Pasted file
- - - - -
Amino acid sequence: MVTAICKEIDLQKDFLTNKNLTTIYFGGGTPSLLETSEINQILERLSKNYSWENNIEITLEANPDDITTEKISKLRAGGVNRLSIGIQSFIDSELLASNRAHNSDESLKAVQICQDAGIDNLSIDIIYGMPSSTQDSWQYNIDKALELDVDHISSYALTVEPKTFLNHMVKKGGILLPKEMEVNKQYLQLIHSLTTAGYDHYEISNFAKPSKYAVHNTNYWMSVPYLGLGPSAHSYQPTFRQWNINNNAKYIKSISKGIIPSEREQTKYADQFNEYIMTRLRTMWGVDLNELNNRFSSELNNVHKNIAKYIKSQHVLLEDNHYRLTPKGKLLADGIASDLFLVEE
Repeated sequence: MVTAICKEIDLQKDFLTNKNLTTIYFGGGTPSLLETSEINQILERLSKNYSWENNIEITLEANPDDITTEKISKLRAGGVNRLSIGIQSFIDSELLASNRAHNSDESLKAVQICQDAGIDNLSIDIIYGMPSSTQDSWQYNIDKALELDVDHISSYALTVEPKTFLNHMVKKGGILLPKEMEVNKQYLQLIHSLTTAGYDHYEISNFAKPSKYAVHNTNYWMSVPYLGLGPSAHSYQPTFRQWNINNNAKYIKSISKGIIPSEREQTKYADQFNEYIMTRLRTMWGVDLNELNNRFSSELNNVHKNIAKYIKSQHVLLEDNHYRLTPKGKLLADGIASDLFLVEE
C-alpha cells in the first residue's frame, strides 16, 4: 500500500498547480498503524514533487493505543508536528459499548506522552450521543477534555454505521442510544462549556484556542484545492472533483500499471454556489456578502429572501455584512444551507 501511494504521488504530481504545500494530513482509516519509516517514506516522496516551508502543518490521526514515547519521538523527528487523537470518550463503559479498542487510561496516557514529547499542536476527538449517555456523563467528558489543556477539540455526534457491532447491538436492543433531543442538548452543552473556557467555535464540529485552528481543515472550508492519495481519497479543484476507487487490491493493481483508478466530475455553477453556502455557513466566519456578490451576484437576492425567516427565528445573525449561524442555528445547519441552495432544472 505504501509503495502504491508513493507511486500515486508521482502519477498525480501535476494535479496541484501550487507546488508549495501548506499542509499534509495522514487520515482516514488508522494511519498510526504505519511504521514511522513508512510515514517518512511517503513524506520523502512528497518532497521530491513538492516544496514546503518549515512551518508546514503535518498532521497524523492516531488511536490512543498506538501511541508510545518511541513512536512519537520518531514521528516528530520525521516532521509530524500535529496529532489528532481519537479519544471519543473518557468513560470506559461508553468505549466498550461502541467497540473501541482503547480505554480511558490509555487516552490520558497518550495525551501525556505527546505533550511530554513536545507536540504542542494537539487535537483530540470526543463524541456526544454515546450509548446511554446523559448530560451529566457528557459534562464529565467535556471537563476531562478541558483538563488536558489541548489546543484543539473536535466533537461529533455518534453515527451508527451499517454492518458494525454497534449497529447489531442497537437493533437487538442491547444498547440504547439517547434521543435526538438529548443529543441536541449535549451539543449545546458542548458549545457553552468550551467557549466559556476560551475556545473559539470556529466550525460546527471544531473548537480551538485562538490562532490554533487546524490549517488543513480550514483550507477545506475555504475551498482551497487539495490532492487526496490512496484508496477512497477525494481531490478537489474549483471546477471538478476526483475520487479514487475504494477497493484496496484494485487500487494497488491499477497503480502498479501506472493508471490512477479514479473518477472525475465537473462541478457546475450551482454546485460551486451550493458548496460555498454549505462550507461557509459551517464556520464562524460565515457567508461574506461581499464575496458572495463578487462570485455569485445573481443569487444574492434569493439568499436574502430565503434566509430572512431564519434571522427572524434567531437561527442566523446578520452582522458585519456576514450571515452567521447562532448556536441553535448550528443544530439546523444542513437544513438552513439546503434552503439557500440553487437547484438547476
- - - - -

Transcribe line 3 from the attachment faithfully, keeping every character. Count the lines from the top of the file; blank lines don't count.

C-alpha cells in the first residue's frame, strides 16, 4: 500500500498547480498503524514533487493505543508536528459499548506522552450521543477534555454505521442510544462549556484556542484545492472533483500499471454556489456578502429572501455584512444551507 501511494504521488504530481504545500494530513482509516519509516517514506516522496516551508502543518490521526514515547519521538523527528487523537470518550463503559479498542487510561496516557514529547499542536476527538449517555456523563467528558489543556477539540455526534457491532447491538436492543433531543442538548452543552473556557467555535464540529485552528481543515472550508492519495481519497479543484476507487487490491493493481483508478466530475455553477453556502455557513466566519456578490451576484437576492425567516427565528445573525449561524442555528445547519441552495432544472 505504501509503495502504491508513493507511486500515486508521482502519477498525480501535476494535479496541484501550487507546488508549495501548506499542509499534509495522514487520515482516514488508522494511519498510526504505519511504521514511522513508512510515514517518512511517503513524506520523502512528497518532497521530491513538492516544496514546503518549515512551518508546514503535518498532521497524523492516531488511536490512543498506538501511541508510545518511541513512536512519537520518531514521528516528530520525521516532521509530524500535529496529532489528532481519537479519544471519543473518557468513560470506559461508553468505549466498550461502541467497540473501541482503547480505554480511558490509555487516552490520558497518550495525551501525556505527546505533550511530554513536545507536540504542542494537539487535537483530540470526543463524541456526544454515546450509548446511554446523559448530560451529566457528557459534562464529565467535556471537563476531562478541558483538563488536558489541548489546543484543539473536535466533537461529533455518534453515527451508527451499517454492518458494525454497534449497529447489531442497537437493533437487538442491547444498547440504547439517547434521543435526538438529548443529543441536541449535549451539543449545546458542548458549545457553552468550551467557549466559556476560551475556545473559539470556529466550525460546527471544531473548537480551538485562538490562532490554533487546524490549517488543513480550514483550507477545506475555504475551498482551497487539495490532492487526496490512496484508496477512497477525494481531490478537489474549483471546477471538478476526483475520487479514487475504494477497493484496496484494485487500487494497488491499477497503480502498479501506472493508471490512477479514479473518477472525475465537473462541478457546475450551482454546485460551486451550493458548496460555498454549505462550507461557509459551517464556520464562524460565515457567508461574506461581499464575496458572495463578487462570485455569485445573481443569487444574492434569493439568499436574502430565503434566509430572512431564519434571522427572524434567531437561527442566523446578520452582522458585519456576514450571515452567521447562532448556536441553535448550528443544530439546523444542513437544513438552513439546503434552503439557500440553487437547484438547476